Today, I will focus on the people part of their growth. Your people are the foundation of long term growth. This seems simple and almost a cliché, thanks to many great management gurus, but it is the single greatest failure of most high growth organizations.
The first step to attracting good people is to know who you need to hire. Invest time in determining what type of people do well in your business. Over 50% of the business leaders I talk with are unhappy with some of their hiring decisions. You must look at what type of individuals do well in you organization. Take a hard look. Many leaders don’t want to face the fact that they are to blame for hiring failures. If you build an organization that rewards certain behavior, you should not be surprised that you get that behavior. During the early stages of a business, I’ve discovered most founders want aggressive sales professionals. As their products and services continue to evolve, they may require different skills to effectively sell more business. The problem comes because they are not certain what they need and often they continue to hire the same type of people that worked well at the beginning of their business, not those who effective today.
For example, one of my larger clients hired only straight commission sales professionals for years. As the industry matured and their accounts kept getting larger, it was very difficult to get salespeople to work together within their accounts. To make matters worse, the individual sales professionals lost part of their commissions when they brought in sales professionals from other parts of their organization. This is not the recipe for growing a successful partnership with your clients. In some cases, it’s so extreme; a salesperson will shoot down another team member to keep receiving their part of the business.
The second step to hiring the right people is to understand what you want the individual to do for the organization. Many high growth businesses use standardized interviewing questions for people across the organization. They ask their technical support people to answer the same questions that their customer service people are asked. In most cases, you need to ask questions about specific aspects of the job for which they are interviewing. The more the questions match up with the position being interviewed for, the better chance of getting the right person in the role.
Another problem is that the interviewer has never been trained on interviewing candidates. These people interrogate people in the interview process. They ask questionable questions. They act like the interview is something they don’t want to do. They don’t understand how hard it is to get people to leave their current situation or why the person might be looking to make a change.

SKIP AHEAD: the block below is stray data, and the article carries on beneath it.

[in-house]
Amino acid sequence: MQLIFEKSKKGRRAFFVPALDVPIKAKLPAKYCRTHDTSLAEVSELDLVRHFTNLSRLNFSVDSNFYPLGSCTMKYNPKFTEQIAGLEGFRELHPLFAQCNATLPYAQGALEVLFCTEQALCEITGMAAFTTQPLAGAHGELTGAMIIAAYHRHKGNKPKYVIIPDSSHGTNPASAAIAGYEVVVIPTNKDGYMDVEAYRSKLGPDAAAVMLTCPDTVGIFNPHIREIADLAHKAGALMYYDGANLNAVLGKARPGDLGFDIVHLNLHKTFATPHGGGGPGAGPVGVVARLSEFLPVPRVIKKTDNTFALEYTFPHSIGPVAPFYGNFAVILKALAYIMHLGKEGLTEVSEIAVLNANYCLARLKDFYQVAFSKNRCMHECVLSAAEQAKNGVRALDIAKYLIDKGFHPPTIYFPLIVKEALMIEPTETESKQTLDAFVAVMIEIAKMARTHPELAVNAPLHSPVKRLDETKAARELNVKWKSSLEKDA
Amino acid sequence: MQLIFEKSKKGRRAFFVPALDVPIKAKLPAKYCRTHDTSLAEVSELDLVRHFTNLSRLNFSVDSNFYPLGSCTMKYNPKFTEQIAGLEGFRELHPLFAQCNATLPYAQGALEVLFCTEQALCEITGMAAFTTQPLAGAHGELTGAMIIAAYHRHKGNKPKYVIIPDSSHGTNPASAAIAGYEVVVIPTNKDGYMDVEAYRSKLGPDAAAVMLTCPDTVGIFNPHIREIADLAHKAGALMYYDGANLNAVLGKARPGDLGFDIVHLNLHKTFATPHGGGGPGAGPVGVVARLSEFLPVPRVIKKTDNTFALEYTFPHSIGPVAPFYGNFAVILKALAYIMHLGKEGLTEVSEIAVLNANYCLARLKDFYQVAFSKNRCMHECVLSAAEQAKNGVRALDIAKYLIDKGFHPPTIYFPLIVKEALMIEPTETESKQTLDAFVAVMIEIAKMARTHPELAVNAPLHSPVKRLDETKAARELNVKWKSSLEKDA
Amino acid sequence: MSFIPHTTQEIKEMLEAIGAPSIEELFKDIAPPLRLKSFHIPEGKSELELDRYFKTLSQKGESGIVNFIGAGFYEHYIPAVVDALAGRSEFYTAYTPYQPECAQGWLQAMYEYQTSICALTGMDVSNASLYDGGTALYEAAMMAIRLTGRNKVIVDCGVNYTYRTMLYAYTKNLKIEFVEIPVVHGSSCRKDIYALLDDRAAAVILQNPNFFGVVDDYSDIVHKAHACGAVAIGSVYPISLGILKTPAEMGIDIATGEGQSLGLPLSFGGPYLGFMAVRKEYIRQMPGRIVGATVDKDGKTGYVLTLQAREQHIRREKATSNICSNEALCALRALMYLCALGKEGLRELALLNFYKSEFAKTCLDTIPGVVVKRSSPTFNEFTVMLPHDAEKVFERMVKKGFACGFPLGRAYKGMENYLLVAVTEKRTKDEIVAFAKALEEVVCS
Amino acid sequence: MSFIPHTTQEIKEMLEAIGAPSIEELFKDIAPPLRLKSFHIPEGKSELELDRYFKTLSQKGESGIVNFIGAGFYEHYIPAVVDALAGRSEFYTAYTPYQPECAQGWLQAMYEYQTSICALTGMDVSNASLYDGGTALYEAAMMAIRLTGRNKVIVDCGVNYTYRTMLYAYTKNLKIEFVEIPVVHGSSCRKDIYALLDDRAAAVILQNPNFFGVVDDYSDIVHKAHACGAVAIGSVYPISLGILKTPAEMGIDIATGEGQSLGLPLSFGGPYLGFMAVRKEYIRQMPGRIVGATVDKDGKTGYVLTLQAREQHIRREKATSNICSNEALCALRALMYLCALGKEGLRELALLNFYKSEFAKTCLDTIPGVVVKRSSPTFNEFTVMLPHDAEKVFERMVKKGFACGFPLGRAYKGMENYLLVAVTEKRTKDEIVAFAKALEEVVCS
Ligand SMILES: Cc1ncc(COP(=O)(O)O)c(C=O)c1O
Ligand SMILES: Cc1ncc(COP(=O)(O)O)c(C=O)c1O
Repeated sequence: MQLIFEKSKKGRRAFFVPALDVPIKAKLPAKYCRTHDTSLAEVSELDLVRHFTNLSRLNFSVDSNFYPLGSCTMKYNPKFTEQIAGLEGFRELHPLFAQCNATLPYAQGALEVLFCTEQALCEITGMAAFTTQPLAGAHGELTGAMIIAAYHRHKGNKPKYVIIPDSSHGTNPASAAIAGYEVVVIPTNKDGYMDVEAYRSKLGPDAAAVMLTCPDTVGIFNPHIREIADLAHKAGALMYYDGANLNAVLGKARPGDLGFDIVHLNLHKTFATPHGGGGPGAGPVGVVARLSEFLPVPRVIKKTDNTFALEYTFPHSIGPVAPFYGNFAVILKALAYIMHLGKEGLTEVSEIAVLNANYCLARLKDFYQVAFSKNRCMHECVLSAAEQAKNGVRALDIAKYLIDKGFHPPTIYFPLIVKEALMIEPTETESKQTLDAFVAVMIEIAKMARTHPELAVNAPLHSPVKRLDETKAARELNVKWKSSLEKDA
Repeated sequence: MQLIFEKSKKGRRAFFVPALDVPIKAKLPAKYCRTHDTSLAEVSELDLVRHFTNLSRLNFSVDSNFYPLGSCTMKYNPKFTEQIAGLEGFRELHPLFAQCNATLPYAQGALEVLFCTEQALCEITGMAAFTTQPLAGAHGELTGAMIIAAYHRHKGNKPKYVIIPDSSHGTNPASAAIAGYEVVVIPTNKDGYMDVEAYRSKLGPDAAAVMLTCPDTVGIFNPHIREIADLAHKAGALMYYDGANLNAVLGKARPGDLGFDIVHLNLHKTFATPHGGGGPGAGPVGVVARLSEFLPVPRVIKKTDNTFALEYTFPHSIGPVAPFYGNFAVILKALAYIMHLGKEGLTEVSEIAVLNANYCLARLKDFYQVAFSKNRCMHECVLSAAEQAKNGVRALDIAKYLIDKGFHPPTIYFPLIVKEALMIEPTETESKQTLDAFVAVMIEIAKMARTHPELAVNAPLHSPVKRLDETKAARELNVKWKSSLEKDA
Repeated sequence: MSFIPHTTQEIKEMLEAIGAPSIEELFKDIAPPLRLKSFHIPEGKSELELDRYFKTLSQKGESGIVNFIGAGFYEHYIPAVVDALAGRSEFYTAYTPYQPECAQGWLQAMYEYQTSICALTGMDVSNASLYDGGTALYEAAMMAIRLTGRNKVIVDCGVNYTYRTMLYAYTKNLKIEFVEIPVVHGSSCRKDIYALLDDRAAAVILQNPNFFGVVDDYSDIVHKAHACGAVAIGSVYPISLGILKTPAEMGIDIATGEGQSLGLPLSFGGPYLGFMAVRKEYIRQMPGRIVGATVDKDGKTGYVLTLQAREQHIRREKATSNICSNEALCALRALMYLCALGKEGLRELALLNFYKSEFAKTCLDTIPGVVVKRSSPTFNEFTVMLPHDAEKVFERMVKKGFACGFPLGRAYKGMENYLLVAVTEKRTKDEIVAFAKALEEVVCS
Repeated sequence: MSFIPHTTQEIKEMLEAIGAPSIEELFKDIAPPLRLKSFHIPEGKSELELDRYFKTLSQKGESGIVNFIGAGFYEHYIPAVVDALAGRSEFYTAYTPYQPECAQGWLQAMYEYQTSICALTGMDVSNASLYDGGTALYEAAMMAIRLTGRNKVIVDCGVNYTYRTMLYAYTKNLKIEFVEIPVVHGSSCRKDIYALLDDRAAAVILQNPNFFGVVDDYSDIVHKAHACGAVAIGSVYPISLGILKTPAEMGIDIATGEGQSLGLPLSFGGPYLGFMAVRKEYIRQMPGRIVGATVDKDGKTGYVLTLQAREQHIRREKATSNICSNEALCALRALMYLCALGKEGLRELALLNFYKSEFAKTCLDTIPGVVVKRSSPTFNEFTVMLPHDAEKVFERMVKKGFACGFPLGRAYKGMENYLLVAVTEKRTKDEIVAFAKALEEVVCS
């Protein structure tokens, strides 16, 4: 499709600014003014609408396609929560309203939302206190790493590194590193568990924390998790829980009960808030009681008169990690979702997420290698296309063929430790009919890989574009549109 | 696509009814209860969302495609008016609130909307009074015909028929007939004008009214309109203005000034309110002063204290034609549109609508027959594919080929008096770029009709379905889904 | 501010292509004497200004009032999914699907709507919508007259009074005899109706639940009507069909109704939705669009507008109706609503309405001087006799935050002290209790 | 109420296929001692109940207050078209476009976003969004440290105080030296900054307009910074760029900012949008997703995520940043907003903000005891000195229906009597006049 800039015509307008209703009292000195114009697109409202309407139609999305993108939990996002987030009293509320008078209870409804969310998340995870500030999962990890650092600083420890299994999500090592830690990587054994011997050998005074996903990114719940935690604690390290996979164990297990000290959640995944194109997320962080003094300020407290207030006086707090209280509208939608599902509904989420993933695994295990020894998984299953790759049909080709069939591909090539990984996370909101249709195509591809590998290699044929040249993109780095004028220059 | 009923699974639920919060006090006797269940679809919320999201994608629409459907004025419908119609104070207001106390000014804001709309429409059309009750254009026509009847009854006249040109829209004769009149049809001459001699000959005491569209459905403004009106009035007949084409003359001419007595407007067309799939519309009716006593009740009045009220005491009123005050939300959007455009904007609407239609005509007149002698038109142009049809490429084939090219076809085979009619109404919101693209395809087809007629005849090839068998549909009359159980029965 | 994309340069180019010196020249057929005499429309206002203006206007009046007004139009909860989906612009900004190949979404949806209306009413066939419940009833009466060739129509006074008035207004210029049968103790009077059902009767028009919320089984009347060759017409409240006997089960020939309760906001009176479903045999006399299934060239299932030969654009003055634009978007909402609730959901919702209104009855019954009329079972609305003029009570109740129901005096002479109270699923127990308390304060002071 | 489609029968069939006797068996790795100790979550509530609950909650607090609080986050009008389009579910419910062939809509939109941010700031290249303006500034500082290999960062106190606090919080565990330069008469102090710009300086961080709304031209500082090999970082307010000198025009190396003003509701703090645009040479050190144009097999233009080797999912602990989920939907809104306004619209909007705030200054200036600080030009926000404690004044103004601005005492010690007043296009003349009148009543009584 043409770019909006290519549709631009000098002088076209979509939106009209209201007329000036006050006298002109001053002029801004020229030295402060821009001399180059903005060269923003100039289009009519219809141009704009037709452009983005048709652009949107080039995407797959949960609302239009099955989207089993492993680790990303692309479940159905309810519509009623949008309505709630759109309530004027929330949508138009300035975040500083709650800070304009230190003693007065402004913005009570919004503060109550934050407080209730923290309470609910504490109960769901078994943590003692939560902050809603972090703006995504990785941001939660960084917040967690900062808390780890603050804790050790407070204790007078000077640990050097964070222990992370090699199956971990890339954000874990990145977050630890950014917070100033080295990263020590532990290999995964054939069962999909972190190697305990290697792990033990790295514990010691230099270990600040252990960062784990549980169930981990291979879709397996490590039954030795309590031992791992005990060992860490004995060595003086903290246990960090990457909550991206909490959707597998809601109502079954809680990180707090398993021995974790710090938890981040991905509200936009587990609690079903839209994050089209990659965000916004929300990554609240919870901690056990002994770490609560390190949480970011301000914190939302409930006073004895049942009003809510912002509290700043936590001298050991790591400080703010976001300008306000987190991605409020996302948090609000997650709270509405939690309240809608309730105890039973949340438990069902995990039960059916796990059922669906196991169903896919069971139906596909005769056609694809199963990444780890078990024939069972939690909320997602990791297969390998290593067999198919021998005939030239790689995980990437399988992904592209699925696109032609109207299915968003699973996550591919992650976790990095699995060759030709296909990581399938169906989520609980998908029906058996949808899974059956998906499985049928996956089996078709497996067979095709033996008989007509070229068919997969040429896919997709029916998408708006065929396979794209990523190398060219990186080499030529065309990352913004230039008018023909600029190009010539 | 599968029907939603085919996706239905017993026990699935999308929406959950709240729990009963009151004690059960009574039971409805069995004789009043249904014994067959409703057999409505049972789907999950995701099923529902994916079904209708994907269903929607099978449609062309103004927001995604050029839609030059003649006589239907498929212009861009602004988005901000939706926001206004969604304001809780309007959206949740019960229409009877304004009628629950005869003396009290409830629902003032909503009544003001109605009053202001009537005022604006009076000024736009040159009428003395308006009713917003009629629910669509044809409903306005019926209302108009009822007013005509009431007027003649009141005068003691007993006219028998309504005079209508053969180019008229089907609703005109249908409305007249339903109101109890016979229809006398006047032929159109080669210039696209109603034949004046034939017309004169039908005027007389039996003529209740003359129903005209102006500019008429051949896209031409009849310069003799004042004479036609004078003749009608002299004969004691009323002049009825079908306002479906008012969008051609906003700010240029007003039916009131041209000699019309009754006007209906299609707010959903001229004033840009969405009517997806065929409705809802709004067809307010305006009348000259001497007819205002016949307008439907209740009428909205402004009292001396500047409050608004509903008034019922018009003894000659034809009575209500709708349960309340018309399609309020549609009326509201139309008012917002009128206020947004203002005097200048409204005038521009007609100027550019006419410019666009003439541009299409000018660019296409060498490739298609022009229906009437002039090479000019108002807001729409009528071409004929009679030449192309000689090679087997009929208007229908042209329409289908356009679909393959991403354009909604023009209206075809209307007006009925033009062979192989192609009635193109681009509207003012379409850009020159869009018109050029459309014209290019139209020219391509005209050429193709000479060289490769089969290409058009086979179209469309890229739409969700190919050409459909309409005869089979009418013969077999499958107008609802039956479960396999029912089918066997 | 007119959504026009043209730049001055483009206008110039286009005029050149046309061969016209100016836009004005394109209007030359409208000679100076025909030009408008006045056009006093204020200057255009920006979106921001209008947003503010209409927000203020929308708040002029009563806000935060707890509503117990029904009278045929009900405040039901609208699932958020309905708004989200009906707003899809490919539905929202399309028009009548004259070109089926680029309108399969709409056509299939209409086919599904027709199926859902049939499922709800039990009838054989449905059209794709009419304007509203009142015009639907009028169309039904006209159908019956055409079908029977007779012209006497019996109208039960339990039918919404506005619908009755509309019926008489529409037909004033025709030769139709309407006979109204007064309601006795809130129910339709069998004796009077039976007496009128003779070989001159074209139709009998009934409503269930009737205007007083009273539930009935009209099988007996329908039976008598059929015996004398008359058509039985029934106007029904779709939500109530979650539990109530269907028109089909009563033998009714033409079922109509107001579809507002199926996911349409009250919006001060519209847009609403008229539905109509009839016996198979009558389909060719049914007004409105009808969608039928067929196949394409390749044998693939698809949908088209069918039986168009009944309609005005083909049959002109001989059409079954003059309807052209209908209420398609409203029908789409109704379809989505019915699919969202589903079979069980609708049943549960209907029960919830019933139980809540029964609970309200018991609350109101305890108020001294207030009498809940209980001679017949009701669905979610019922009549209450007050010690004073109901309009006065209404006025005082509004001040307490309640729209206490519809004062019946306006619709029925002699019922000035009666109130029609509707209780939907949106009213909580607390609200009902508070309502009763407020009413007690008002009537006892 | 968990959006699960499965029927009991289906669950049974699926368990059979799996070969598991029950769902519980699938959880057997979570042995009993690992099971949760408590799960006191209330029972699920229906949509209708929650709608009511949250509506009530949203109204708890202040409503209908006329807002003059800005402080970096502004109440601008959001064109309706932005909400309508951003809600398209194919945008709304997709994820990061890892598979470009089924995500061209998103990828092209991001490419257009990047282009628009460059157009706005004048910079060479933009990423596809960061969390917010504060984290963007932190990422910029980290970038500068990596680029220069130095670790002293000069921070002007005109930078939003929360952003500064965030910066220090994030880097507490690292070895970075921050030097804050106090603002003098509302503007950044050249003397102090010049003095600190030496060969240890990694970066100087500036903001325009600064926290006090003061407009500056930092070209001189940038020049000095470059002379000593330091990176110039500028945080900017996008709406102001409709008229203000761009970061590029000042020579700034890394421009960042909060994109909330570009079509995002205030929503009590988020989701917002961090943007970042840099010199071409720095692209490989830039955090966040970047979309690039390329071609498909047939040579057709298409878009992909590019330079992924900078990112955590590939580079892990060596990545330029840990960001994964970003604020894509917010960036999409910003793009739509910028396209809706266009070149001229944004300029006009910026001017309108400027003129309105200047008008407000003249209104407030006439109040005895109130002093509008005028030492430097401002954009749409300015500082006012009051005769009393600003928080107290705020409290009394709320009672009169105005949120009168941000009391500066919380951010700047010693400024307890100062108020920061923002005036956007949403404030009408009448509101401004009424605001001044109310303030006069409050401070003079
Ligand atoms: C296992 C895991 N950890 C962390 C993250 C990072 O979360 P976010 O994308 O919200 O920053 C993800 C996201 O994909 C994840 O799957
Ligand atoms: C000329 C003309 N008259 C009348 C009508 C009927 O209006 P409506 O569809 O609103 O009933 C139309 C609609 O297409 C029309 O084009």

The other extreme is the interviewer doesn’t like spending time interviewing people and wants to get this process done as soon as possible. They aren’t compensated for their time interviewing others and are not concerned with who they hire until it impacts them personally. Many times, this type of interviewer also says things to the candidate that require further explanation. I’ve seen this type of interviewer share information with candidates that kills any possibility of ever getting the right person in the job. It becomes a vicious cycle where people aren’t getting hired so the remaining team has to work harder and harder and longer and longer hours.
The final step in better hiring is to understand your unique business culture. The challenge here is having a good understanding of what kind of culture you are creating. There are many different cultures that succeed in different markets. No one size fits all for success. The better you understand who you are now, but more importantly, where you’re going to be over the next several years, the more likelihood of success in hiring the right person. The hardest part for entrepreneurs is to objectively look at their business; it’s like looking at your children. Do you love any one more than another?
I know several high tech CEOs who have struggled with hiring over the years because they keep hiring people like their original team. The problem is the industry in which they compete is changing and their customer’s expectations have changed, as well. When the product was a breakthrough technology, their customers might have accepted and occasional short term failure or a gruff sounding technical support person. As the product continues to roll out, their customers’ needs have changed and so does what they expect from your products and services. Companies frequently need to hire friendlier, less technical, supportive people. For many organizations, the problem is their long term employees continue to dominate the interviewing process. Many of their early hires are people incapable of providing the needed support to the new larger customer base. They interview candidates throughout the hiring process based on their technical skills while overlooking other key strengths that would serve the company and the client better. They are given a crucial vote on the hiring decision while not completely understanding the changing landscape for your products and services.
Over the next couple of weeks, I will share different questions and processes that can help you get the right people in the right places within your organization. Over 90% of companies feel that they hire the wrong sales person for their business. When you look at the cost of failure in this key area being from $300,000 to $1,000,000, you can see why you must get this hire right. Learning how to hire great sales professionals is critical to your organization’s success. Next week, I’ll share several secrets to get you moving in the right direction. See you here next week.